So, this is Bartley Meadows – a bit of a hidden gem. I’ve lived here my whole life and never knew about this. It blooms between June-August. Simon Needle, the Principal Arboriculturist and Ecologist for Birmingham City Council, used to manage this area as a Park Ranger and reports that the Meadows derive from the area’s agriculture past as farm and pastureland.
A council wide ecology assessment of all Birmingham’s assets in the early 90’s designated the area a Potential Site of Importance for Nature Conservation, and advised that the area would benefit from increased biodiversity and so the council focused its efforts to improve and maintain the grassland that is now the meadows.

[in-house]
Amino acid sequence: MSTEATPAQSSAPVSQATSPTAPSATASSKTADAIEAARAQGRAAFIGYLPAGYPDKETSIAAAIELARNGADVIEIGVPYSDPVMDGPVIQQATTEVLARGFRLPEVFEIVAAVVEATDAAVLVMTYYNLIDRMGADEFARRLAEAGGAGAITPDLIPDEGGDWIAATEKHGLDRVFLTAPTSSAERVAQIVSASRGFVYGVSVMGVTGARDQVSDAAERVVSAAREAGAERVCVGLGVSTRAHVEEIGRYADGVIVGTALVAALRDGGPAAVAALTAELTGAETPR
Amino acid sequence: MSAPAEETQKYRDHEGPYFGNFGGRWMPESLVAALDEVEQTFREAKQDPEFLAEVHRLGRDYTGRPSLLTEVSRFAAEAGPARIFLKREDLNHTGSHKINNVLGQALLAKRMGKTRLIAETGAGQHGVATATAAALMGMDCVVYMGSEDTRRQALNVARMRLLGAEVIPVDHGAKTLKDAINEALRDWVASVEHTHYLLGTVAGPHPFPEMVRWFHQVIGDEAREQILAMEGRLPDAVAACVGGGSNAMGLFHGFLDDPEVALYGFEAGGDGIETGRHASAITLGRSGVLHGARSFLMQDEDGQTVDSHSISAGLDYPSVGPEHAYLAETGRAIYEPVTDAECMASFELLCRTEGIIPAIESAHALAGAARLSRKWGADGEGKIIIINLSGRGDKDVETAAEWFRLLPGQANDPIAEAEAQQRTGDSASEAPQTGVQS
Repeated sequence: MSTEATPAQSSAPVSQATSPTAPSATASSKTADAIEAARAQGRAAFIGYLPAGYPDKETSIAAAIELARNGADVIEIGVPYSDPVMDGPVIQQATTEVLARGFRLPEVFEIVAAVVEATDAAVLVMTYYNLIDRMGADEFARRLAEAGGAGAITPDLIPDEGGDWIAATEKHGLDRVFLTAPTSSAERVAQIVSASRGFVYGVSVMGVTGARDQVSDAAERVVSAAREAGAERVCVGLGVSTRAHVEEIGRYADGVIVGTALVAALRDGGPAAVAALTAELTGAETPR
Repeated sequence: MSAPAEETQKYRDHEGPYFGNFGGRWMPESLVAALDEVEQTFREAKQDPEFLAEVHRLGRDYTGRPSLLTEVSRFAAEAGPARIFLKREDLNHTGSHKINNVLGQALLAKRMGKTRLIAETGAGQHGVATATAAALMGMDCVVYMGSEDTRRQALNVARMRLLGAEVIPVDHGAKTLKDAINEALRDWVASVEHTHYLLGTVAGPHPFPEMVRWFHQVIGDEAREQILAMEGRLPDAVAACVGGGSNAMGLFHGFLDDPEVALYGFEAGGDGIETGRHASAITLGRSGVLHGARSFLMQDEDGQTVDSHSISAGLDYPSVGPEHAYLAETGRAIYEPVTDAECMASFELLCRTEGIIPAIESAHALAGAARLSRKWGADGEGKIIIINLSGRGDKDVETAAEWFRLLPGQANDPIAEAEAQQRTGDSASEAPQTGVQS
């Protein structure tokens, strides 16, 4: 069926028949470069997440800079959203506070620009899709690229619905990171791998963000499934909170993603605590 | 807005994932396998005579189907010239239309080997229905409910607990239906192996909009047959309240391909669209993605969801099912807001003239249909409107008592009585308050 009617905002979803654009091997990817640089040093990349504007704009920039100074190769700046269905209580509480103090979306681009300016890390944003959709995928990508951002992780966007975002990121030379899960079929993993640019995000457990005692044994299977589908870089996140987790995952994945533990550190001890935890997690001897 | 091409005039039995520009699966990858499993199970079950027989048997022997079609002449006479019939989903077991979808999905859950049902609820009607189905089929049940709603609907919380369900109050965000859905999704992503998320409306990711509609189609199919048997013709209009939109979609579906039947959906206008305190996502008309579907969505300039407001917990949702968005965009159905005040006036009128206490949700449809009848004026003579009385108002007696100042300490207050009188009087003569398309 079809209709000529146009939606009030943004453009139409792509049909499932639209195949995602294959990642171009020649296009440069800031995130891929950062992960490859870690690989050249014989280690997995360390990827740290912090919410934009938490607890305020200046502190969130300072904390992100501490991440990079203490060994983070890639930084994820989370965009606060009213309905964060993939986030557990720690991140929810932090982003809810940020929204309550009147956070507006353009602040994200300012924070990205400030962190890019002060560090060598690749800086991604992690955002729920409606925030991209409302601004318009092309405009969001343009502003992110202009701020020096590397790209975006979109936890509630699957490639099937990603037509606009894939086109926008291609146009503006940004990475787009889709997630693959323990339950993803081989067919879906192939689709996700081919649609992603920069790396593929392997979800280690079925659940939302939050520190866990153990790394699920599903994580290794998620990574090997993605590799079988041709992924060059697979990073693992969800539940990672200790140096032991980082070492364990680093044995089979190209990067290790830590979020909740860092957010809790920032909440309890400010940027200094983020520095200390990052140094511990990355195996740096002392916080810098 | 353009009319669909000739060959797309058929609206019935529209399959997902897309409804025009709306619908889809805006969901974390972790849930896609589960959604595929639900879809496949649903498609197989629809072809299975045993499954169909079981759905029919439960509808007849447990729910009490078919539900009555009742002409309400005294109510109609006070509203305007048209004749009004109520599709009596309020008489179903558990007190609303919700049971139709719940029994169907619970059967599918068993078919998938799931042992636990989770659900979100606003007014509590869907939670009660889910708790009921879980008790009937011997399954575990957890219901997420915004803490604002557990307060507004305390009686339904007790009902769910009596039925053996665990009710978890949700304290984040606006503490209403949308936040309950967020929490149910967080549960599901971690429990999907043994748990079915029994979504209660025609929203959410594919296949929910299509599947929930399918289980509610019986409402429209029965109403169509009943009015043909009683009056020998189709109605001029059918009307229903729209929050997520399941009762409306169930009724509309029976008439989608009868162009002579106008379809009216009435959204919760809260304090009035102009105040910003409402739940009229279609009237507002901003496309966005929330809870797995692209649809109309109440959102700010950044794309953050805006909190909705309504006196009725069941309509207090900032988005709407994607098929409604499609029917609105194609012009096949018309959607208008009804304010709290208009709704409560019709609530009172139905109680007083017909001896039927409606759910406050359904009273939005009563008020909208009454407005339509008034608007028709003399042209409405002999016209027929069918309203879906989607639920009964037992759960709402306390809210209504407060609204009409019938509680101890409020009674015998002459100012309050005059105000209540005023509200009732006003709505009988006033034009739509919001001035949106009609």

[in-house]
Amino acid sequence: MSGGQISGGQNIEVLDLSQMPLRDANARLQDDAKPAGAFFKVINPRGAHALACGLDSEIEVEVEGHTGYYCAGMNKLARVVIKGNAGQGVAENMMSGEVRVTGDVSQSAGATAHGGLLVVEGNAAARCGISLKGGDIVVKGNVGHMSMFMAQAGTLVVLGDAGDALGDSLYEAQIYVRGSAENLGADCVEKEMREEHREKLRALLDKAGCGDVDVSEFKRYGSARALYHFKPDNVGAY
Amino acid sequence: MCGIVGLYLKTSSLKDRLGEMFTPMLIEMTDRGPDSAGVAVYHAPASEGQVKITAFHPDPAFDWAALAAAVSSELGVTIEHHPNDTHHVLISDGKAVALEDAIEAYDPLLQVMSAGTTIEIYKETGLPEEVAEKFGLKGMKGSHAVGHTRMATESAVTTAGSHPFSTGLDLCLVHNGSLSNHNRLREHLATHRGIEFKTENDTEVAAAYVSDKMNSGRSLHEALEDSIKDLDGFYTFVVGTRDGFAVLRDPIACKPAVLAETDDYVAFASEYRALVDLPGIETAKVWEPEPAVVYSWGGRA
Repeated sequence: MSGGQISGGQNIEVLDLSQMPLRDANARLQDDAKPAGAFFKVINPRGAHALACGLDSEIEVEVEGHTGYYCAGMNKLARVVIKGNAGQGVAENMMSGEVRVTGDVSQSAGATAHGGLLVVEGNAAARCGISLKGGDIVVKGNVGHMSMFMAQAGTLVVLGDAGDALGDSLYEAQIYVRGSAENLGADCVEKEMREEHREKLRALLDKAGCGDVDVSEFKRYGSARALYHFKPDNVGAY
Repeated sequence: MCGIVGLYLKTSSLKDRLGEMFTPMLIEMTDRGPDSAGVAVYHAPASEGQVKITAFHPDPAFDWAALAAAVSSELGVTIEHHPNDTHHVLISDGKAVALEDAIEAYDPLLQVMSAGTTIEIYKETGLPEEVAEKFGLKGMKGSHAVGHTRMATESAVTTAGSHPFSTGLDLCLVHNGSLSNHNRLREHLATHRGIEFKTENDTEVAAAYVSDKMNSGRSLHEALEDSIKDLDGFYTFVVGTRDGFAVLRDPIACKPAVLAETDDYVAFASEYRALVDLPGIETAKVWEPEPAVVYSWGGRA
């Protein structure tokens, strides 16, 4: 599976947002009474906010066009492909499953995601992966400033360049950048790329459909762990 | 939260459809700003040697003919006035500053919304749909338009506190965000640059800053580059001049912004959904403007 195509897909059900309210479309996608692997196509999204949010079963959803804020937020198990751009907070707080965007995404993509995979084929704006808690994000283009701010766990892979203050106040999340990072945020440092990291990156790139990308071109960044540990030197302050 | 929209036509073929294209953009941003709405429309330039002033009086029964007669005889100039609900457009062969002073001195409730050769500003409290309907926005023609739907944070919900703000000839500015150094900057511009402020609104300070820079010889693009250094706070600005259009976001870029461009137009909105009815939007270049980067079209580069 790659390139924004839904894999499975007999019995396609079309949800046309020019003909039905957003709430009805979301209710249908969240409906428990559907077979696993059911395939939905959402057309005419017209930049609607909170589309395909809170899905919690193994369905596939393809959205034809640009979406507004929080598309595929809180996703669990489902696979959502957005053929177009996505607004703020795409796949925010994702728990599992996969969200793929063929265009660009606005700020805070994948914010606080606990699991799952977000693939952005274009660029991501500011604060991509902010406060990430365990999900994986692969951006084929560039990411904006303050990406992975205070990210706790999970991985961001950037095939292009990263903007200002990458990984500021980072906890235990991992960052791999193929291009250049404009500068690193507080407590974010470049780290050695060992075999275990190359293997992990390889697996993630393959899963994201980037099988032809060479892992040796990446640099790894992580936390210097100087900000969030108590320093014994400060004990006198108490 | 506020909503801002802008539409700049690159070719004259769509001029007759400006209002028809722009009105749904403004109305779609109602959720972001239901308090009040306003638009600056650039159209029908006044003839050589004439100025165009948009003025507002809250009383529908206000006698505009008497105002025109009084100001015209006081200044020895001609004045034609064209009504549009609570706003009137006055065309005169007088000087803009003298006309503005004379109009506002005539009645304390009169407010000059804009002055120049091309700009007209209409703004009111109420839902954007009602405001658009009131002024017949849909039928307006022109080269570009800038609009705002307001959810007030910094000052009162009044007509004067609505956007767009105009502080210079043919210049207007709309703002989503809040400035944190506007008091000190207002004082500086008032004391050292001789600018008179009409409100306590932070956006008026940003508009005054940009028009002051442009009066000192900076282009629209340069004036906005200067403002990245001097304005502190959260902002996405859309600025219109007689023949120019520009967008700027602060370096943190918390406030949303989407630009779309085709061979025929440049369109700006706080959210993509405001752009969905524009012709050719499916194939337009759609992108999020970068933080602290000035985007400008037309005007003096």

The council now receive a Higher-Level Stewardship Grant from central government to improve and maintain the meadows which is done by the Woodgate Valley Rangers. As there are no longer any grazing livestock, the grant pays for a harvester to come to cut and bail the hay that is left after the summer, where it is then donated to the local Urban Farm at Woodgate Valley Country Park.
The Meadows include Goats Beard, Yellow Rattle, and Ribwort Plantain, meadow buttercups, ox-eye daises, tufted vetch, birds-foot-trefoil, cowslip, hairy St. John’s wort, cow parsley, hogweed, white clover, pink clover, greater bindweed, field thistle, ragwort, fireweed, greater hairy willowherb, and common orchid to name a few. Steve Hinton advises that this is some of the greatest floral diversity in Birmingham.